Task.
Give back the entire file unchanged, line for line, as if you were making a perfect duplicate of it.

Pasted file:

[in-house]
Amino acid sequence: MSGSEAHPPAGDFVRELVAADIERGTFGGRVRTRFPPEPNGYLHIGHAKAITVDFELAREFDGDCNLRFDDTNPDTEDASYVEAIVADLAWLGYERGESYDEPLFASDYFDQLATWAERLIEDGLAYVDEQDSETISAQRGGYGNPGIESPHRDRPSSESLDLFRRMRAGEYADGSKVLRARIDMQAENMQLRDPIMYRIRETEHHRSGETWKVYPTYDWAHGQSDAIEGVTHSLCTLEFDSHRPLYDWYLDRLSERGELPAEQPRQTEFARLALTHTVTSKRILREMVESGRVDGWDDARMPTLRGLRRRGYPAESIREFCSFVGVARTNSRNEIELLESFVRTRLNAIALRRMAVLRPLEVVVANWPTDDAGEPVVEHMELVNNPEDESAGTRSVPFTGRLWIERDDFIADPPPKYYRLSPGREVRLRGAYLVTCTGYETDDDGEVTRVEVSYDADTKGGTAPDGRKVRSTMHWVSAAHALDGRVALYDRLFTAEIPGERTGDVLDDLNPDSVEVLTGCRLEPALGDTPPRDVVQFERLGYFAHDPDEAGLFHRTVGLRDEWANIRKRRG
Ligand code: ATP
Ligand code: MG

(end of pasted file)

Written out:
[in-house]
Amino acid sequence: MSGSEAHPPAGDFVRELVAADIERGTFGGRVRTRFPPEPNGYLHIGHAKAITVDFELAREFDGDCNLRFDDTNPDTEDASYVEAIVADLAWLGYERGESYDEPLFASDYFDQLATWAERLIEDGLAYVDEQDSETISAQRGGYGNPGIESPHRDRPSSESLDLFRRMRAGEYADGSKVLRARIDMQAENMQLRDPIMYRIRETEHHRSGETWKVYPTYDWAHGQSDAIEGVTHSLCTLEFDSHRPLYDWYLDRLSERGELPAEQPRQTEFARLALTHTVTSKRILREMVESGRVDGWDDARMPTLRGLRRRGYPAESIREFCSFVGVARTNSRNEIELLESFVRTRLNAIALRRMAVLRPLEVVVANWPTDDAGEPVVEHMELVNNPEDESAGTRSVPFTGRLWIERDDFIADPPPKYYRLSPGREVRLRGAYLVTCTGYETDDDGEVTRVEVSYDADTKGGTAPDGRKVRSTMHWVSAAHALDGRVALYDRLFTAEIPGERTGDVLDDLNPDSVEVLTGCRLEPALGDTPPRDVVQFERLGYFAHDPDEAGLFHRTVGLRDEWANIRKRRG
Ligand code: ATP
Ligand code: MG